Koroll & Company Blog

What are the EI And CPP Rates And Maximums for 2022?

[fa icon="calendar"] Mar 10, 2022 11:56:09 AM / by Allen Koroll

CPP Rates

Every year, the government announces the current rates for Employment Insurance (EI) and Canada Pension Plan (CPP) for both employees and employers. Below are the 2022 rates and maximums. 

Canada Pension Plan (CPP) contributions 

The Canada Pension Plan (CPP) provides partial replacement of earnings to contributors and their families during retirement, or in case of disability or death. 

Since 2019 the CPP rate has been gradually increasing, with the plan of having a rate of 5.95% in 2023. In 2022 rates have increased from 5.45% to 5.7% for both the employee and employer.

The 2022 maximum pensionable earnings are $64,900, with a basic exemption of $3,500. Any amounts over the maximum pensionable amount will not be subject to CPP. 

The maximum possible contribution for an employer and employee is $3,499.80 each ([$64,900-$3,500] x 5.7%). Self-employed individuals will have to contribute both the employee and employer portion for a total of $6,999.60. 

Employment Insurance (EI) premiums

Employment Insurance (EI) provides temporary income support to unemployed Canadians. EI contributions are made by both the employee and the employer. 

The EI premium for employees will remain at 1.58% of earnings in 2022. This will be paid on income of up to $60,300 with a maximum contribution of $952.74 ($60,300 x 1.58%). Any income over $60,300 will not be subject to EI premiums.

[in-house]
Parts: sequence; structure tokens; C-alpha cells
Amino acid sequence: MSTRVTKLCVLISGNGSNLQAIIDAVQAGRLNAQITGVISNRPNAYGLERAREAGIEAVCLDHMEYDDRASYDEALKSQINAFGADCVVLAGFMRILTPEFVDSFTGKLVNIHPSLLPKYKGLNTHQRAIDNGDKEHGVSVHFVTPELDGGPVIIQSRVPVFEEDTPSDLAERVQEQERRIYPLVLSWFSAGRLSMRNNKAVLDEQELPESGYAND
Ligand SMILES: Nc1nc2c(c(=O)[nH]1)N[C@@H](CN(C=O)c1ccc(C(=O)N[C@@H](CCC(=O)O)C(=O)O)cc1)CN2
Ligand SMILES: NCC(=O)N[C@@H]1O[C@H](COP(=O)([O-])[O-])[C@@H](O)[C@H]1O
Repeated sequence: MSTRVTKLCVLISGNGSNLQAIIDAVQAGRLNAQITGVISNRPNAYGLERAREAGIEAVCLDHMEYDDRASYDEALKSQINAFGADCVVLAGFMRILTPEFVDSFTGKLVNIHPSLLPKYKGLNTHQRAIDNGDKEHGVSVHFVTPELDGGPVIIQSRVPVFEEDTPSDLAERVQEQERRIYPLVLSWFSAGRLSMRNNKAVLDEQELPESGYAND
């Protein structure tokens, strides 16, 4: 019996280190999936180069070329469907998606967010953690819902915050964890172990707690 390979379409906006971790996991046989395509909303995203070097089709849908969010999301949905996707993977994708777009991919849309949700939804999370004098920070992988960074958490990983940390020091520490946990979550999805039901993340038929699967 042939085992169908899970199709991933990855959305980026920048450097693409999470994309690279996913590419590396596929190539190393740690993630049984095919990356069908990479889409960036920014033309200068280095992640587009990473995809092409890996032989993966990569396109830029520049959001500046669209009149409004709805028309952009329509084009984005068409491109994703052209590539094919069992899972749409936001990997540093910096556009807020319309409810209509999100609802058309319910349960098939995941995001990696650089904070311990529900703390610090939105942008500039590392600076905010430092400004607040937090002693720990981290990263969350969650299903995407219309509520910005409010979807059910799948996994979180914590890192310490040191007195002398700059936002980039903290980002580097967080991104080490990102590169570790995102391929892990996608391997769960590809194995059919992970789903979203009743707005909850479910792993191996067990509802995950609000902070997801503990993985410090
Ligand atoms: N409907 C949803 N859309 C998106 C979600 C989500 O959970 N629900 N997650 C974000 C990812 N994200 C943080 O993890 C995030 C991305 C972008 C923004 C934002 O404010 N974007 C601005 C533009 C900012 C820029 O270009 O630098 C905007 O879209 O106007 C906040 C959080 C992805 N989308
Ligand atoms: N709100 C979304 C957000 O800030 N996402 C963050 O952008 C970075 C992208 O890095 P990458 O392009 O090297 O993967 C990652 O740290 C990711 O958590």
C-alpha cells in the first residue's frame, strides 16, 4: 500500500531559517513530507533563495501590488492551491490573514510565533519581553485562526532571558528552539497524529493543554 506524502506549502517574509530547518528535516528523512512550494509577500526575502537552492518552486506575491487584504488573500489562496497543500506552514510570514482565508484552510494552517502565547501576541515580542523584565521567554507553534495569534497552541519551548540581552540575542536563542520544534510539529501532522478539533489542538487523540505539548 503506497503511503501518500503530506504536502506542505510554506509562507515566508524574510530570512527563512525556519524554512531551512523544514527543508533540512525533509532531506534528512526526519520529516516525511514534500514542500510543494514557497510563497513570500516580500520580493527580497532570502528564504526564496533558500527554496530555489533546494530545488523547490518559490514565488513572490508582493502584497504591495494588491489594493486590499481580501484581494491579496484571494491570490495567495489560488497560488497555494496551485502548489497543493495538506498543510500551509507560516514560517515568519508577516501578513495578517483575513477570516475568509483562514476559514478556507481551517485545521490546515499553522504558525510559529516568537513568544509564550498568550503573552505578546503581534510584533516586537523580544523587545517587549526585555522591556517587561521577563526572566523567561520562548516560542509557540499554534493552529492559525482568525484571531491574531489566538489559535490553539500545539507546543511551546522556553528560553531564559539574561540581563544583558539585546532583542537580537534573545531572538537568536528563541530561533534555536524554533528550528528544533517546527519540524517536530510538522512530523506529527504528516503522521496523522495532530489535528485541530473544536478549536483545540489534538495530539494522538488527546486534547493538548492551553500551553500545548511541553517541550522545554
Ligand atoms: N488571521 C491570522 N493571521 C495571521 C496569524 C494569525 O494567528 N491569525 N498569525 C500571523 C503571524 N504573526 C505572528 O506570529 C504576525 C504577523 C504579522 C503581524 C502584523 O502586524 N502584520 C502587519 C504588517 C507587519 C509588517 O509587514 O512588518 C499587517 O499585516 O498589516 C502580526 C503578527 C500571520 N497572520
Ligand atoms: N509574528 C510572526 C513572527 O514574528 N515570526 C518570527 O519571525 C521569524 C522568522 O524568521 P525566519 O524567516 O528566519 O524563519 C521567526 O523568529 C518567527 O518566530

The employer EI premium remains unchanged at 1.4 times the employee contribution, resulting in a maximum premium of $1,333.84 ($952.74 x 1.4).

Self-employed individuals are not subject to EI premiums on their own income, unless they opt into the program to access special benefits - such as benefits for those who take time off for: 

  • Maternity leave up to 15 weeks for birth mothers. 
  • Parental leave up to 61 weeks for biological or adoptive parents. 
  • Sick leave for up to 15 weeks when ill, injured or quarantined. 
  • Compassionate care leave for up to 26 weeks to care for someone who is at a significant risk of death. 
  • Caregiver leave for up to 35 weeks to care for a critically ill. 

If you choose to make contributions as a self-employed individual, you will only have to pay the employee portion of EI premiums to access these benefits. It is important to note, however, that you cannot opt out of the program after you receive benefits. 

For more information on changes to EI premiums and CPP contributions and how they will affect you as an employee or employer, contact us today! We look forward to helping you strategize your 2022 tax plan.

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The information presented is only of a general nature, may omit many details and special rules, is current only as of its published date, and accordingly cannot be regarded as legal or tax advice. Please contact our office for more information on this subject and how it pertains to your specific tax or financial situation.

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Topics: Corporate, CRA

Allen Koroll

Written by Allen Koroll